Amey workers made redundant from Sheffield Council's Streets Ahead contract

Staff working on Sheffield Council’s Streets Ahead contract have been made redundant by Amey, the company in charge.

Thursday, 3rd December 2020, 9:01 pm

Amey refused to give any details about how many people had lost their jobs and Sheffield Council was unavailable for comment despite three requests for information.

An Amey spokesman said: “Following a strategic review of the Streets Ahead contract in August, we announced plans to reduce the size of our team through open consultation and voluntary redundancy.

“This was achieved in partnership with the unions and our client, ensuring a fair and transparent process throughout. The changes we have implemented will enable us to deliver an improved and more resilient service going forward.”

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Amey\'s Streets Ahead contract has included the hugely controversial tree felling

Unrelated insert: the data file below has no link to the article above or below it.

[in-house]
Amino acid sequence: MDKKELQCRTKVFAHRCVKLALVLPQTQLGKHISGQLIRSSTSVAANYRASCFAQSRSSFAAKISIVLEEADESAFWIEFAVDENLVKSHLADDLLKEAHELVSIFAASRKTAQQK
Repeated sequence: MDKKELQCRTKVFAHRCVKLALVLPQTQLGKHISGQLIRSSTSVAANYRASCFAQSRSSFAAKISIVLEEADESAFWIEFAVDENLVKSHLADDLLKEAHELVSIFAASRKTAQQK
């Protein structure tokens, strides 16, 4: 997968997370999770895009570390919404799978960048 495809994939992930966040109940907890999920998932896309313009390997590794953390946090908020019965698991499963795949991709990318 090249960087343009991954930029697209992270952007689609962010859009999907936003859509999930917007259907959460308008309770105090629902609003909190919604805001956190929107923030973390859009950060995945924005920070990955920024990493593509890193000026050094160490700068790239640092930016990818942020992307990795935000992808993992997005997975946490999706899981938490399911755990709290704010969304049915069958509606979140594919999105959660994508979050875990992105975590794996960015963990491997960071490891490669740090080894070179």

The Streets Ahead contract has more than 400 employees but Amey would not disclose how many people have been laid off, whether all the redundancies were voluntary or how this would impact on the contract.

A worker alerted the media to the jobs shedding. He said: “I finish on Friday working for Amey on highway repairs and other sections, I’ve been made redundant.”

In its autumn newsletter, Amey has a section titled “Celebrating our employees” which says: “With over 400 employees working on the Streets Ahead contract in Sheffield, we certainly have a variety of ages, skills and experience amongst us. We have celebrated who we are and what we do in many ways over the past 12 months.”

Streets Ahead is the largest highway investment contract ever seen in Sheffield, worth £2 billion. The citywide contract, which started in 2012, upgrades and maintaining roads, pavements, street lights, bridges and grass verges.

But it became mired in controversy after thousands of trees were chopped down. Only two months ago, the Local Government Ombudsman instructed the council to apologise to the people of Sheffield for the tree controversy.

It found the council did not, at times, act with openness and transparency when removing trees across Sheffield, and when dealing with people’s complaints about that work.

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